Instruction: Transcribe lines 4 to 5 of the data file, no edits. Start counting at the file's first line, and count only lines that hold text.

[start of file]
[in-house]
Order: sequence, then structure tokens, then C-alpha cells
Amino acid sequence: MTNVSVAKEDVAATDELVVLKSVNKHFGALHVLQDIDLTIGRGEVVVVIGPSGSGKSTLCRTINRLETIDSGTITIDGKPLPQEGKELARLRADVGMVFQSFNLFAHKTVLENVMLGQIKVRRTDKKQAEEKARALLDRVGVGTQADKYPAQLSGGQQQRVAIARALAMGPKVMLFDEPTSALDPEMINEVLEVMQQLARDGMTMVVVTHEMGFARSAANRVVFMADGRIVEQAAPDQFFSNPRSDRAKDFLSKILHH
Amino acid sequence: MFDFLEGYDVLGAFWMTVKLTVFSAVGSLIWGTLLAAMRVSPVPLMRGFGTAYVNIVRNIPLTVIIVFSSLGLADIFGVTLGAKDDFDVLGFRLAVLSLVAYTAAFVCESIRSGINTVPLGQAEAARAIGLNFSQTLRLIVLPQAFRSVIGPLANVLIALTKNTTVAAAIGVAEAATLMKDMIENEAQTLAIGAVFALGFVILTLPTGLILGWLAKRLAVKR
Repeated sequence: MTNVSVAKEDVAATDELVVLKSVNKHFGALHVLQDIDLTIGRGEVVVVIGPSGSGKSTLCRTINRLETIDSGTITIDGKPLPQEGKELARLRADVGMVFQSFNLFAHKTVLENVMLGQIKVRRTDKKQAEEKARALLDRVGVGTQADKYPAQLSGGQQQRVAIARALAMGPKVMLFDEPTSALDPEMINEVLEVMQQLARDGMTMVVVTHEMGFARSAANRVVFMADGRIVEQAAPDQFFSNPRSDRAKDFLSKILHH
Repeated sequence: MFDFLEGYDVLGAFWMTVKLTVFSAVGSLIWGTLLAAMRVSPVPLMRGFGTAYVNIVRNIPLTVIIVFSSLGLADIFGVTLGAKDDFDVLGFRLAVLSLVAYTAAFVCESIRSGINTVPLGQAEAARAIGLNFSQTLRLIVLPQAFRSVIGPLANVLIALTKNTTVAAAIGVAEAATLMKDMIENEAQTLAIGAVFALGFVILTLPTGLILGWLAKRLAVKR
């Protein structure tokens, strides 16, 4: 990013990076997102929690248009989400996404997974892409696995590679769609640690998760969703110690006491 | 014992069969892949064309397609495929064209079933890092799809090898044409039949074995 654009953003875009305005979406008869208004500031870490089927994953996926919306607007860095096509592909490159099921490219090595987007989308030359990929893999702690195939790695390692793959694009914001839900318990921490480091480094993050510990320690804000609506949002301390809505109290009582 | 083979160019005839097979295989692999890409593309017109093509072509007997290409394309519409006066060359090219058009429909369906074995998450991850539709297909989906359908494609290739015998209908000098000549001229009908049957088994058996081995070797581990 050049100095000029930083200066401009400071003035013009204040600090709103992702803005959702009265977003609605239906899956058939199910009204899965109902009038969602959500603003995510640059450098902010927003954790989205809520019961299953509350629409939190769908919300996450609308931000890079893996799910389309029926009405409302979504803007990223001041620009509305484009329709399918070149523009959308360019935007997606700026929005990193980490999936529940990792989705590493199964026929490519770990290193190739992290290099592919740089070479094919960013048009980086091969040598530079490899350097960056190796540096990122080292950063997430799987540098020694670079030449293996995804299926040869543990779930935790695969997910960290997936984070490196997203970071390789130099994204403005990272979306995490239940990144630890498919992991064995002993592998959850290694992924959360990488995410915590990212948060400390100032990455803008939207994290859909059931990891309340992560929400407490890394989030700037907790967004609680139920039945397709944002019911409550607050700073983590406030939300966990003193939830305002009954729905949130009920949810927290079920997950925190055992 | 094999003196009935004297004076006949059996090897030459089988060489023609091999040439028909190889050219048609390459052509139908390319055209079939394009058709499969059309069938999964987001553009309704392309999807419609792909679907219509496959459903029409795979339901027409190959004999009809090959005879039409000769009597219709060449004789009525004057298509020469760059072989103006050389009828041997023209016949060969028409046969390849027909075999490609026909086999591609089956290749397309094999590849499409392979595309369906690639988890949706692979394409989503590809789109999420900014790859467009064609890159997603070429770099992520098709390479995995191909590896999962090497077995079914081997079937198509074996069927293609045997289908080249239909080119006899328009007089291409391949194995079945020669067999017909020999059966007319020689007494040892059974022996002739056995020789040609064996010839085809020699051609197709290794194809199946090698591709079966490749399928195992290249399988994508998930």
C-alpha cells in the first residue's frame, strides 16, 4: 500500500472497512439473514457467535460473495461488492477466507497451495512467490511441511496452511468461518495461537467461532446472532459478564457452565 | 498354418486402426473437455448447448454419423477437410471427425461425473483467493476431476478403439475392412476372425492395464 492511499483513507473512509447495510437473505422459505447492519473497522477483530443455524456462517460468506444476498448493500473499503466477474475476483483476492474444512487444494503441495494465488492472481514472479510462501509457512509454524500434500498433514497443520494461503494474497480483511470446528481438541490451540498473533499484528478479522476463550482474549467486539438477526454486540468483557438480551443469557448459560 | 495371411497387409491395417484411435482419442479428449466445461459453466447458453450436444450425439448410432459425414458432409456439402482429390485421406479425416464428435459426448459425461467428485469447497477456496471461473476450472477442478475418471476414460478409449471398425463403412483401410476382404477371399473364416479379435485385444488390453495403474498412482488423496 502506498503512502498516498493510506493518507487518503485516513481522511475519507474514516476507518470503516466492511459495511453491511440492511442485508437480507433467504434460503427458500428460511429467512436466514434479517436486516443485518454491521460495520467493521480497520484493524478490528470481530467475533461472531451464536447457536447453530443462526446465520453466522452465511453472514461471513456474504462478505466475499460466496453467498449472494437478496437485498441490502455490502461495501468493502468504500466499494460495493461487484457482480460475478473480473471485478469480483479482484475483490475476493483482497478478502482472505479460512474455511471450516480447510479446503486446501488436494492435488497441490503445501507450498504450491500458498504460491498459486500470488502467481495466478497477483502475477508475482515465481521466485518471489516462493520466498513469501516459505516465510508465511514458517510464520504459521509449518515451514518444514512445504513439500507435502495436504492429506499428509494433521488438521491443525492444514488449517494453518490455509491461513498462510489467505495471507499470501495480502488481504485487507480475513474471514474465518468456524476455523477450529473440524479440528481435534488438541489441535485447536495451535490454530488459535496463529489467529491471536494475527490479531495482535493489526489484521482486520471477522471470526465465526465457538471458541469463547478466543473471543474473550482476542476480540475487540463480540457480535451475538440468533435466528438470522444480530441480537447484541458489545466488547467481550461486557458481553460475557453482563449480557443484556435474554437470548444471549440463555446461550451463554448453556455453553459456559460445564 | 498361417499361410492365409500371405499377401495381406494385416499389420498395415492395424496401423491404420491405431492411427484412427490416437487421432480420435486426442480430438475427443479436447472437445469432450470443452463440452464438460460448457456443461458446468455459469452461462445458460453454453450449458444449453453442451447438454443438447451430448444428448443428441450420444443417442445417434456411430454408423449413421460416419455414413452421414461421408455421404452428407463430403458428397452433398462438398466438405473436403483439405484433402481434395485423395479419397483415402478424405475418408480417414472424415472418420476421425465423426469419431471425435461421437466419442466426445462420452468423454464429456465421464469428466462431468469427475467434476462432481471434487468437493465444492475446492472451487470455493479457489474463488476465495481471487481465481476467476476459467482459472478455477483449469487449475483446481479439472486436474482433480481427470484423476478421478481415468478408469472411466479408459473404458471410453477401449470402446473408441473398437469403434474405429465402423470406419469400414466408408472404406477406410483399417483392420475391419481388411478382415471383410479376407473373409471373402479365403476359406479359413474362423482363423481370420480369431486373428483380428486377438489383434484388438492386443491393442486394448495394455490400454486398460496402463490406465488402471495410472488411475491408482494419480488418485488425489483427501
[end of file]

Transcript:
Amino acid sequence: MFDFLEGYDVLGAFWMTVKLTVFSAVGSLIWGTLLAAMRVSPVPLMRGFGTAYVNIVRNIPLTVIIVFSSLGLADIFGVTLGAKDDFDVLGFRLAVLSLVAYTAAFVCESIRSGINTVPLGQAEAARAIGLNFSQTLRLIVLPQAFRSVIGPLANVLIALTKNTTVAAAIGVAEAATLMKDMIENEAQTLAIGAVFALGFVILTLPTGLILGWLAKRLAVKR
Repeated sequence: MTNVSVAKEDVAATDELVVLKSVNKHFGALHVLQDIDLTIGRGEVVVVIGPSGSGKSTLCRTINRLETIDSGTITIDGKPLPQEGKELARLRADVGMVFQSFNLFAHKTVLENVMLGQIKVRRTDKKQAEEKARALLDRVGVGTQADKYPAQLSGGQQQRVAIARALAMGPKVMLFDEPTSALDPEMINEVLEVMQQLARDGMTMVVVTHEMGFARSAANRVVFMADGRIVEQAAPDQFFSNPRSDRAKDFLSKILHH